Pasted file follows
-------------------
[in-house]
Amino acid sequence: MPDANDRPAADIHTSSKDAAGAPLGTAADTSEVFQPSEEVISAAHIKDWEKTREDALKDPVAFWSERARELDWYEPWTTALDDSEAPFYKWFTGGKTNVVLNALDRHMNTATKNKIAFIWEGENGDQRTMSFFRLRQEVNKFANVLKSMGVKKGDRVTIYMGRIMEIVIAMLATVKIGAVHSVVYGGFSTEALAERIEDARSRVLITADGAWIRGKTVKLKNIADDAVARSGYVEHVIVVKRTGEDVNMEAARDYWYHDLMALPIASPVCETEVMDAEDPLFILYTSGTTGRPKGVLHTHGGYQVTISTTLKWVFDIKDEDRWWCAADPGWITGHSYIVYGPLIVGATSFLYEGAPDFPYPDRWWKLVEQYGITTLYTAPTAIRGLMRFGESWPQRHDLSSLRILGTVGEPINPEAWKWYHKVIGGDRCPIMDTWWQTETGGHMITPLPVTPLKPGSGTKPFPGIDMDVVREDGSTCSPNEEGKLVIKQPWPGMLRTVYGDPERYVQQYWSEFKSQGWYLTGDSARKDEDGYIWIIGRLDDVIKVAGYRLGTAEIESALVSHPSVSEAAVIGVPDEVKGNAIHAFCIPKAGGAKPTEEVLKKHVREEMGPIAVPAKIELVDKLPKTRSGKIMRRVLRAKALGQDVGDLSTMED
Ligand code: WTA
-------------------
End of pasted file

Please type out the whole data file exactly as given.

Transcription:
[in-house]
Amino acid sequence: MPDANDRPAADIHTSSKDAAGAPLGTAADTSEVFQPSEEVISAAHIKDWEKTREDALKDPVAFWSERARELDWYEPWTTALDDSEAPFYKWFTGGKTNVVLNALDRHMNTATKNKIAFIWEGENGDQRTMSFFRLRQEVNKFANVLKSMGVKKGDRVTIYMGRIMEIVIAMLATVKIGAVHSVVYGGFSTEALAERIEDARSRVLITADGAWIRGKTVKLKNIADDAVARSGYVEHVIVVKRTGEDVNMEAARDYWYHDLMALPIASPVCETEVMDAEDPLFILYTSGTTGRPKGVLHTHGGYQVTISTTLKWVFDIKDEDRWWCAADPGWITGHSYIVYGPLIVGATSFLYEGAPDFPYPDRWWKLVEQYGITTLYTAPTAIRGLMRFGESWPQRHDLSSLRILGTVGEPINPEAWKWYHKVIGGDRCPIMDTWWQTETGGHMITPLPVTPLKPGSGTKPFPGIDMDVVREDGSTCSPNEEGKLVIKQPWPGMLRTVYGDPERYVQQYWSEFKSQGWYLTGDSARKDEDGYIWIIGRLDDVIKVAGYRLGTAEIESALVSHPSVSEAAVIGVPDEVKGNAIHAFCIPKAGGAKPTEEVLKKHVREEMGPIAVPAKIELVDKLPKTRSGKIMRRVLRAKALGQDVGDLSTMED
Ligand code: WTA